On the road: Riverstone Kitchen

Riverstone Kitchen is open from Thursday to Monday and is sited a few kilometres north of Oamaru on the landward side of State Highway 1. For more information phone 03 431 3505 or see the website

Riverstone Kitchen and its chef-owner Bevan Smith have quickly gained a rock-solid reputation – and for gardeners a visit to the restaurant just north of Oamaru on the east coast in the South Island is a double delight, thanks to its beautiful, productive gardens.


Cabbages, silverbeet, fruit trees and herbs grow in among the flowers. In the background is a chook run. Photo: Sandra Simpson

Head gardener Leigh Steel is a florist by training but was brought up in a family of female vege growers so was happy to take on a role at Riverstone when asked.

“People get quite overwhelmed by the size of it but it’s just the same as a home garden – only on a larger scale.”

Bevan, who has written two cookbooks about seasonal eating (his pink-haired mum Dot Smith has this year published a book about the castle she’s building near the restaurant), says the garden provides all the restaurant’s herbs and leafy greens and about 50 per cent of the rest of the produce used in-house, mainly specialist crops like Florence fennel bulbs, Jerusalem artichokes, purple-spouting broccoli and celeriac.

However celeriac, a root vegetable, is something of a bete noir for Leigh. “It can be temperamental,” she says, “and can run to seed quite easily – one year I lost the whole lot. It needs good compost and plenty of water. Like garlic, it’s a six-month crop so it’s lovely to get it into the restaurant.”


The lidded pots are rhubarb forcers, sold on site at the store run by Bevan’s mum, Dot. Photo: Sandra Simpson

The North Otago soil is stony and free-draining so Leigh lays straw mulch in summer to help retain moisture. “At the height of summer a lot of my job is watering,” she says.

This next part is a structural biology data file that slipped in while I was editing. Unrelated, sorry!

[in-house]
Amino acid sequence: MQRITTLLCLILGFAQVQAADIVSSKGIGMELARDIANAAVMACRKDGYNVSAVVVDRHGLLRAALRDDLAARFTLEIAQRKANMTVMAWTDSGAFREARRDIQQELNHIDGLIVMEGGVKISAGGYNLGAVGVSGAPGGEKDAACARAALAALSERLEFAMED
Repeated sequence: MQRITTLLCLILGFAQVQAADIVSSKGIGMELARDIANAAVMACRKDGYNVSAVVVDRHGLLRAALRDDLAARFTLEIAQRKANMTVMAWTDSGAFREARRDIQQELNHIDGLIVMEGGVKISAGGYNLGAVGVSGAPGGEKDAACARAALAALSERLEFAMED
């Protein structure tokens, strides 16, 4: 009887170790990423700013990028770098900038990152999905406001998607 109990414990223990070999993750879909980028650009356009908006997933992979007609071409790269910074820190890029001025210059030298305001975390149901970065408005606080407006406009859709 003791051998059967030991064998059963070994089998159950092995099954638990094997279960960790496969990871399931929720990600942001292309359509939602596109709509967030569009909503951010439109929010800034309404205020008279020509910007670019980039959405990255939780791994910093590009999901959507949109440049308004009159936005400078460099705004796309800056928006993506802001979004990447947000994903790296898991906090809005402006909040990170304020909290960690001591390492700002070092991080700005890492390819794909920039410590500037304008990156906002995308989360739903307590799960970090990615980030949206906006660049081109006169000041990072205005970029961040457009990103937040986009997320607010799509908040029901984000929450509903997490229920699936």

Flowers, some edible, help attract pollinators and beneficial insects and beehives are put in the orchard in spring to ensure good pollination.


Oyster and mussel shells from the kitchen are re-used on garden paths. Photo: Sandra Simpson

The garden is as organic as possible and waste plants go to the free-range chickens which, in turn, supply eggs for the kitchen, while mussel and oyster shells are reused for paths. Compost is made off-site.

Microgreens are grown year round with each crop cut twice, while cavolo nero (Italian black cabbage) can be picked for eight months “if you’re careful”, Leigh says.


A harvest in waiting – blackberries. Photo: Sandra Simpson

Most produce, including fruit, is used fresh but the kitchen also makes jams, jellies, chutneys and elderflower cordial.

Cherries are grown in a netted enclosure to prevent bird damage but on December 17 last year the area was hit by a hailstorm and wiped out the crop.

“Gardening can be a tough old thing,” Leigh says “but we don’t let it get to us.”


The woven willow hedge has been created by Mike Lilian, a Kakanui craftsman. The trunks will fuse as they age but the plaiting will remain visible. Photo: Sandra Simpson

Visit the website of Mike Lilian.

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